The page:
You don't want to rely on yet another extra file, such as the data connection file, to determine how your application is supposed to work. But you also don't want to manually change the ConnectionString property of each page every time you need to point to a different data source.
As long as you can count on having Access available every time you need to point to a different data source, it's easy to change the ConnectionString property of every page programmatically. You'll need to iterate through the collection of pages and change the ConnectionString property. Note that ConnectionString is a property of the DataSource control for the page; you can refer to the DataSource object as MSOSDC.
We've supplied sample code in the database for this item. Take a look at the ChangeConnectString function in basResetConnectionString.
To see how the code works, follow these steps:
Close the database and open Windows Explorer. Change the name of the sample database, 13-06.MDB, to 13-06-test.MDB.
Open Customers.htm in Internet Explorer. You'll receive two messages: one informs you that the data provider could not be initialized, and the other tells you that the database could not be found. After you close the message boxes, the browser window will look like Figure 13-17. The #Name? syntax will be familiar to most Access developers; it means the data source couldn't be found.
Close the browser window.
Open 13-06-test.MDB. Open the basResetConnectionString module.
If the Immediate window is not displayed, press Ctrl-G to open it. Type ?ChangeConnectString( ), as shown in Figure 13-18. Press Enter.
As the code runs, you'll see two alerts that look like Figure 13-19 (one for each DAP in the database). There's no apparent way to get around these alerts; even the SetWarnings method has no effect on them. Close each dialog to move on.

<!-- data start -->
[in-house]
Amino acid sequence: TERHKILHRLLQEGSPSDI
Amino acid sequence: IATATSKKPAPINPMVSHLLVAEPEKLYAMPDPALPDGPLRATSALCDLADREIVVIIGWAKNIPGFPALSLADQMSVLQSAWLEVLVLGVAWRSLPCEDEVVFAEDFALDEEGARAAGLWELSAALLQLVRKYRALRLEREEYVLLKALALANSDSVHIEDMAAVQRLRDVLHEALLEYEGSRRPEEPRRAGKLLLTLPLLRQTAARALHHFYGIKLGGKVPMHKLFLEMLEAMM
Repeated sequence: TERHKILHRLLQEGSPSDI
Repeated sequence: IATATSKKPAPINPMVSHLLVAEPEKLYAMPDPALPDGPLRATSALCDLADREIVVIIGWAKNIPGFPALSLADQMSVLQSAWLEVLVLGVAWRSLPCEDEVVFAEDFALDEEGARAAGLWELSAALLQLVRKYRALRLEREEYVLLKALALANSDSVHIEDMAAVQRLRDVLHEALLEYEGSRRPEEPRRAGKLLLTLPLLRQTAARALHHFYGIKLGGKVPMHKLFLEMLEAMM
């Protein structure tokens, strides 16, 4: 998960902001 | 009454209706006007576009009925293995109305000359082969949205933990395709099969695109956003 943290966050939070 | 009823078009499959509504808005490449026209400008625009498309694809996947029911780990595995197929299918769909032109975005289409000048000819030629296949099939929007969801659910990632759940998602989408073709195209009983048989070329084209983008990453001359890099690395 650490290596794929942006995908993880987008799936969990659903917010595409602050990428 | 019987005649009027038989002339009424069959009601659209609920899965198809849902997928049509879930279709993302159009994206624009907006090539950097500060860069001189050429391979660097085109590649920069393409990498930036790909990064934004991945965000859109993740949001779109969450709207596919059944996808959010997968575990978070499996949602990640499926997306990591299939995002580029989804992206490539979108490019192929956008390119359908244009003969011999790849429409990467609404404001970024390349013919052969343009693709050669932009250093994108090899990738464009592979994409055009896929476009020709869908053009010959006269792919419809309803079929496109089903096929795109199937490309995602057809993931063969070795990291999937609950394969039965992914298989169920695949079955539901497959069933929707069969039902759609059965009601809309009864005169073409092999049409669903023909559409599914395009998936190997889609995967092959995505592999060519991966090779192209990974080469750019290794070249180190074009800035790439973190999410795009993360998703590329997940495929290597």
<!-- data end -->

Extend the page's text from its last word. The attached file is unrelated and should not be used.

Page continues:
Return to Windows Explorer and double-click Customers.htm to open it in the browser. The page will be displayed with no error messages, as shown in Figure 13-20. The code "fixed" the connection string so that it points to the database in which the data access page object is located.
The complete ChangeConnectString function looks like this:
Public Function ChangeConnectString( ) As Boolean ' Code sets the connection string for all pages so that the data source ' is the database in which the data access page object is stored. ' Run this function whenever there is a chance that the database name ' has changed. On Error GoTo HandleErr Dim objDAP As AccessObject Dim dapPage As DataAccessPage Dim strConnectionDB As String ' This code assumes that the connection string should point to the ' current database. You could make the solution more generic by ' making strConnectionDB an input parameter, perhaps set with a ' custom form that includes a Browse button. ' It would be great if you could simply supply the ' relative path to the database, but that doesn't work. ' You must supply the full name, including the path. strConnectionDB = CurrentProject.FullName ' Turn off warnings and screen painting. DoCmd.Hourglass True Application.Echo False, "Updating pages" DoCmd.SetWarnings False ' AllDataAccessPages contains AccessObjects, not DataAccessPage objects. ' You must open the data access page in design view to change the ' connection string. Note that you will get a message notifying you ' that the connection is broken. SetWarnings False should probably ' suppress this, but it doesn't. For Each objDAP In CurrentProject.AllDataAccessPages DoCmd.OpenDataAccessPage objDAP.Name, acDataAccessPageDesign Set dapPage = DataAccessPages(objDAP.Name) dapPage.MSODSC.ConnectionString = _ "Provider=Microsoft.Jet.OLEDB.4.0;" & _ "Data Source=" & strConnectionDB DoCmd.Close acDataAccessPage, dapPage.Name, acSaveYes Next objDAP ChangeConnectString = True ExitHere: ' Turn on warnings and screen painting. DoCmd.Hourglass False DoCmd.SetWarnings True Application.Echo True Exit Function HandleErr: MsgBox Err.Number & ": " & Err.Description, "ChangeConnectString" Resume ExitHere End Function